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Send Me No Flowers (1964)
One forgets that there were only three Doris Day/Rock Hudson/Tony Randall films, so good was their chemistry. Send Me No Flowers is the last of them, and unlike the other two, Rock and Doris start out married and very well-acquainted with each other.
George (Rock) and Judy (Doris) Kimball have everything: a lovely home in the suburbs with the world's largest medicine cabinet (this is important), the latest model car, a gossipy milkman, and best friend, Arnold (Tony Randall), living right next door. George is a platinum-level hypochondriac who takes pills for everything. He's also a health nut by 1964 standards; a hipster by ours. He drinks carrot juice, wheat tea, eats organic foods with no animal fats, but takes sleeping pills because he's so anxious.
Or at least he thinks they're sleeping pills. Judy has been replacing the Seconal in each capsule with white sugar for the last five years, knowing George will sleep like a baby.
One day, George visits his long-suffering physician, Dr. Morrisey (veteran character actor, Edward Andrews), to get something for his chest pains (indigestion) and asks about the cardiogram he made the doctor do a couple weeks before. While in the office, he overhears the doctor receiving very bad results of another patient's cardiogram and thinks the results are his. Dr. Morrisey tells the consulting physician over the phone that he won't tell the patient that he has only two weeks to live, because, well, why upset the guy? George thinks Doc Morrisey is talking about him and now his worst fears have been realized.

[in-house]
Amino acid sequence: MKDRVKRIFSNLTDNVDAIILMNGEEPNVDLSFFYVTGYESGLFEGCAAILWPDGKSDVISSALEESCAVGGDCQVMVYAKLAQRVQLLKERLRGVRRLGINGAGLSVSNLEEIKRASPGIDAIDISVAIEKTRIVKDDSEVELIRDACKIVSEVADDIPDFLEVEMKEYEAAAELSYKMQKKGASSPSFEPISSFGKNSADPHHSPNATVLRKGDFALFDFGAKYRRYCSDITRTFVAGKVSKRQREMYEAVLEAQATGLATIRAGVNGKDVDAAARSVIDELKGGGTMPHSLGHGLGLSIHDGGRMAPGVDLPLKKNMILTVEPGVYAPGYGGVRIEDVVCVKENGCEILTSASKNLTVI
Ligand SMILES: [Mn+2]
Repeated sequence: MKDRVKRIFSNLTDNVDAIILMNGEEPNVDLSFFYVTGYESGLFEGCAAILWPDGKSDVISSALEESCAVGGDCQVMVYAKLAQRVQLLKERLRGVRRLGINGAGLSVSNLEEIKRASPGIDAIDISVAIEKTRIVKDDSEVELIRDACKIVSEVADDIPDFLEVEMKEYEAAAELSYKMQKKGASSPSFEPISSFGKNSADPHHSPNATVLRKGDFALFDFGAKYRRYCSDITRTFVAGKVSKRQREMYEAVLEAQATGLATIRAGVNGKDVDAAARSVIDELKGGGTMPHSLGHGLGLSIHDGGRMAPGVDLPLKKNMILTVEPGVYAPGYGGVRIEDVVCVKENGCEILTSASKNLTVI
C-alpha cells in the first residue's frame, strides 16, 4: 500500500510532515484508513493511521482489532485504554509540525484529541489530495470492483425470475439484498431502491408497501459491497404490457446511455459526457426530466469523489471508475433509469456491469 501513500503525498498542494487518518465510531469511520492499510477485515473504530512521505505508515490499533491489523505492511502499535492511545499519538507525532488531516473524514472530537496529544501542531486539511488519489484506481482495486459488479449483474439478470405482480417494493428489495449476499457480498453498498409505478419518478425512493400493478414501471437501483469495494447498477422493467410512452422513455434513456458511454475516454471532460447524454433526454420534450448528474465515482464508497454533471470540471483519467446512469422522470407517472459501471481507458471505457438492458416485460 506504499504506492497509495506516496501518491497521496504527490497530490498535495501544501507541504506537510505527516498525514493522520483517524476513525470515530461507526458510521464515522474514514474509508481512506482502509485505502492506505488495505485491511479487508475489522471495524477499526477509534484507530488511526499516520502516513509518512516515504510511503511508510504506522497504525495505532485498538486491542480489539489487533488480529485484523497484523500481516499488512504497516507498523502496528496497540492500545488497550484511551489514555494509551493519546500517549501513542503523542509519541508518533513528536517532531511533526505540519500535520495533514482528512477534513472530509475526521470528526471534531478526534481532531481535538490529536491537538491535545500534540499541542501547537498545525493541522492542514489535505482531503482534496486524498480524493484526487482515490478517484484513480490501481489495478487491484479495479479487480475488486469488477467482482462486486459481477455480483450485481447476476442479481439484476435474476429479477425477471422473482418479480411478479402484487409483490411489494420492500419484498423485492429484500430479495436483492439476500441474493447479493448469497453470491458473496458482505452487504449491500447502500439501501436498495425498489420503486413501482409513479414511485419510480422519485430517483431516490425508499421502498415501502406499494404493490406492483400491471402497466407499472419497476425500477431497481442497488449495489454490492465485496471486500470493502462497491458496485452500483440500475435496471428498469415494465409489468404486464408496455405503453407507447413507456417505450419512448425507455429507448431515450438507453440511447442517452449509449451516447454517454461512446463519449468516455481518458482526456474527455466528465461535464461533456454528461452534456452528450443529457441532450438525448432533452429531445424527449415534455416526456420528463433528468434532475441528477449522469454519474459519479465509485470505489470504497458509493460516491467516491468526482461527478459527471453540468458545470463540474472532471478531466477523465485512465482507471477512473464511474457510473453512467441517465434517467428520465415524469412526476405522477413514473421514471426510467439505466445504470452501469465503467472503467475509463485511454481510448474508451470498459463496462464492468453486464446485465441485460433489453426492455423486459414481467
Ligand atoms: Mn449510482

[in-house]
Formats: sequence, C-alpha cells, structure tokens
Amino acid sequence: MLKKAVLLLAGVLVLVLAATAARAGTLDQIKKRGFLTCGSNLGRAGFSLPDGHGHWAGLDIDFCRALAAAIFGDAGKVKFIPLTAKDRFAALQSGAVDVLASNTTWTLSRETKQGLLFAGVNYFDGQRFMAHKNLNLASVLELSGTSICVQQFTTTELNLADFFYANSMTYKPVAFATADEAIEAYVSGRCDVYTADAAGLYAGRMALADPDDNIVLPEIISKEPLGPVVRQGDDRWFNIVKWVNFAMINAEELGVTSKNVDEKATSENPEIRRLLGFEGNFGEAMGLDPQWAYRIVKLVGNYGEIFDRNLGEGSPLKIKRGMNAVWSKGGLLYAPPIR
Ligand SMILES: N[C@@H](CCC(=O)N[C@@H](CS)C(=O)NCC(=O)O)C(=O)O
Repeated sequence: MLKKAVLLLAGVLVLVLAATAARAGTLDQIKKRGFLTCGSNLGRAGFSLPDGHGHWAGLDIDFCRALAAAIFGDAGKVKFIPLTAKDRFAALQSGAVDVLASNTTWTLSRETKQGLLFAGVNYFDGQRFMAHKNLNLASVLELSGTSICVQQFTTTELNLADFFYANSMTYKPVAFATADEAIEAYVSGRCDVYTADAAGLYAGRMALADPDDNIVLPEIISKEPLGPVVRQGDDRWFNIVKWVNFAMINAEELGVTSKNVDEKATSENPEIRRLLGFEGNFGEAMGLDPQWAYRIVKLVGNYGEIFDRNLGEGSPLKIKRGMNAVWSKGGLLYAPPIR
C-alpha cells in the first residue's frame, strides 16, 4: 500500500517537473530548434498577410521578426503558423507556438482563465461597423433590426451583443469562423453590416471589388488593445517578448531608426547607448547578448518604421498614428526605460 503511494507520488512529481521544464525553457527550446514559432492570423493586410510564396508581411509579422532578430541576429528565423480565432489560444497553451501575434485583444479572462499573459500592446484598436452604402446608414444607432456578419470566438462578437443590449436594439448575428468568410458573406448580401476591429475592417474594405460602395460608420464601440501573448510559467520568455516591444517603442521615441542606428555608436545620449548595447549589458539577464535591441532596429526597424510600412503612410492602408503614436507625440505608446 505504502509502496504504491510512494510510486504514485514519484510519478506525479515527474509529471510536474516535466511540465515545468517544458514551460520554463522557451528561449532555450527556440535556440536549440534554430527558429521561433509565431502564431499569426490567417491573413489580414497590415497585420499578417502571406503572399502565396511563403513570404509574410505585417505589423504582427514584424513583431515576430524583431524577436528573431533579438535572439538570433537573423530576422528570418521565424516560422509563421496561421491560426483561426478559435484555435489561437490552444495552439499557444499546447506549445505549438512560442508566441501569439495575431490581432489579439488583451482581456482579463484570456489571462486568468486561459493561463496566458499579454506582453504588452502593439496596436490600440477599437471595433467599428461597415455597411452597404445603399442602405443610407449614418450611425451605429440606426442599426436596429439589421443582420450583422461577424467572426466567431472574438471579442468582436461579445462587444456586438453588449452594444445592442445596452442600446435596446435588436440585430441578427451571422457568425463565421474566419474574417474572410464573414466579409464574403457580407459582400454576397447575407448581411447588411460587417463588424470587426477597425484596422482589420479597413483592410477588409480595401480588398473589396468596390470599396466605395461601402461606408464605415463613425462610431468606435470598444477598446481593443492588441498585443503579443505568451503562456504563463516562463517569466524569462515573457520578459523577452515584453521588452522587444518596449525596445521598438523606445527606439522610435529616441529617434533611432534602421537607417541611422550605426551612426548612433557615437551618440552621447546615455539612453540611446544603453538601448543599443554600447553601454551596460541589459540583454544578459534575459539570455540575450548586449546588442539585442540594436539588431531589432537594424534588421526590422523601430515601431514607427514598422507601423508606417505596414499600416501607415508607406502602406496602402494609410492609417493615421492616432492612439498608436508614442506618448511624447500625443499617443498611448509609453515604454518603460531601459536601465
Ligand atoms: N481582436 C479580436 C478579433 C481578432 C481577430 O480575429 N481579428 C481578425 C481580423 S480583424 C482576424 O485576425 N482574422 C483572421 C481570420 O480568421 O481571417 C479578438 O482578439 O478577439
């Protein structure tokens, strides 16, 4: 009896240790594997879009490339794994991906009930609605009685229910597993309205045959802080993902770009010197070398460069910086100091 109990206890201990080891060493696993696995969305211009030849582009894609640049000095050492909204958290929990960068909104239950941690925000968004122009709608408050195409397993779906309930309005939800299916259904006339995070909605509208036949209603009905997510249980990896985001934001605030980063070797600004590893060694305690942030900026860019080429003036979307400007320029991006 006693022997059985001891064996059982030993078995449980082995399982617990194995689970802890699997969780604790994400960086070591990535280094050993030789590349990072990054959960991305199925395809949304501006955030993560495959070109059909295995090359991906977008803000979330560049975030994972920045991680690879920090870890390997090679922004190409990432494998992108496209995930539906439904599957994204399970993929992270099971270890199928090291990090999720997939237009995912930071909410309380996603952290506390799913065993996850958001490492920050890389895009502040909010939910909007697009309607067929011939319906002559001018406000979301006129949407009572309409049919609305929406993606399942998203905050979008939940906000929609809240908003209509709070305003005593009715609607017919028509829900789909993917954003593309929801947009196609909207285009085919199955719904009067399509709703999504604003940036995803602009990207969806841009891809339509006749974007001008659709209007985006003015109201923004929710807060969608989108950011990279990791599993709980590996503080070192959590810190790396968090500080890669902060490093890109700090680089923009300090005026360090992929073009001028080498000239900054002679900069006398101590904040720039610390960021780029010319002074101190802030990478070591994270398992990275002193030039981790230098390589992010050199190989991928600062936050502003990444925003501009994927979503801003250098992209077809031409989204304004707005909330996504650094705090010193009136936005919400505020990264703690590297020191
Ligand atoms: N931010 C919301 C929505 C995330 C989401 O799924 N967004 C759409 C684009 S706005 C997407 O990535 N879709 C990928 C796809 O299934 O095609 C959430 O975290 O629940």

The rest of the film is about George and Arnold trying to find Judy a suitable husband to take care of her after he shuffles this mortal coil in roughly two weeks. There's a dream about Judy and the groovy young delivery boy, some window shopping for likely candidates at the country club, until finally they find the friends land on Bert (Clint Walker), a millionaire who happens to be Judy's old boyfriend. Judy starts to get suspicious at George's constantly throwing Bert in her way.
The situation is further complicated by the plight of the Kimballs' neighbors, the Bullards, who are getting a divorce. We don't ever see Mr. Bullard, but Linda Bullard (Patricia Barry) is an attractive redhead who is about to be pounced on by George's skeevy wolf pal, Winnie Burr (Hal March). Judy happens upon George trying to warn Linda of Winnie's intentions and gets the wrong idea when she sees Linda kiss George in thanks.
Guess what? It all works out in the end, and along the way we get great friend business between George and Arnold (the way Tony Randall sizes up Bert is hilarious); some beautiful righteous indignation from Judy (which no one does that better or cuter than Doris Day), and Paul Lynde as an enthusiastic funeral director,
If there had been an Oscar for reaction shots, Tony Randall would have won it every time.